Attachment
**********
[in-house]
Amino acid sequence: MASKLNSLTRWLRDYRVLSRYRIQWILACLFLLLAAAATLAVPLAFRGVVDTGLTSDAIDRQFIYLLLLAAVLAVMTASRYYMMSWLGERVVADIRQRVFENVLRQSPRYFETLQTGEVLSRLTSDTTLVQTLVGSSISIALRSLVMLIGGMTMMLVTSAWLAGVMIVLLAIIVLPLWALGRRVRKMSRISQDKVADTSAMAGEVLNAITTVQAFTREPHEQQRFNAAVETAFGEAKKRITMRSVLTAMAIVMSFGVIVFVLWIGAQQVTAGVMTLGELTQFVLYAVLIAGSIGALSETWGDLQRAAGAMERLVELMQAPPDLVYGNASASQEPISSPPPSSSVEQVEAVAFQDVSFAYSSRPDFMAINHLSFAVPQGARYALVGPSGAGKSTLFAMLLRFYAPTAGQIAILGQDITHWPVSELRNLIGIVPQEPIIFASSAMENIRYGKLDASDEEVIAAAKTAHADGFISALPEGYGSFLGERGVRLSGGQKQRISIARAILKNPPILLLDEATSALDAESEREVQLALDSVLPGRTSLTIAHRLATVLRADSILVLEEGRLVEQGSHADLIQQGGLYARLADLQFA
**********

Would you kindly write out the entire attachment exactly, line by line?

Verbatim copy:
[in-house]
Amino acid sequence: MASKLNSLTRWLRDYRVLSRYRIQWILACLFLLLAAAATLAVPLAFRGVVDTGLTSDAIDRQFIYLLLLAAVLAVMTASRYYMMSWLGERVVADIRQRVFENVLRQSPRYFETLQTGEVLSRLTSDTTLVQTLVGSSISIALRSLVMLIGGMTMMLVTSAWLAGVMIVLLAIIVLPLWALGRRVRKMSRISQDKVADTSAMAGEVLNAITTVQAFTREPHEQQRFNAAVETAFGEAKKRITMRSVLTAMAIVMSFGVIVFVLWIGAQQVTAGVMTLGELTQFVLYAVLIAGSIGALSETWGDLQRAAGAMERLVELMQAPPDLVYGNASASQEPISSPPPSSSVEQVEAVAFQDVSFAYSSRPDFMAINHLSFAVPQGARYALVGPSGAGKSTLFAMLLRFYAPTAGQIAILGQDITHWPVSELRNLIGIVPQEPIIFASSAMENIRYGKLDASDEEVIAAAKTAHADGFISALPEGYGSFLGERGVRLSGGQKQRISIARAILKNPPILLLDEATSALDAESEREVQLALDSVLPGRTSLTIAHRLATVLRADSILVLEEGRLVEQGSHADLIQQGGLYARLADLQFA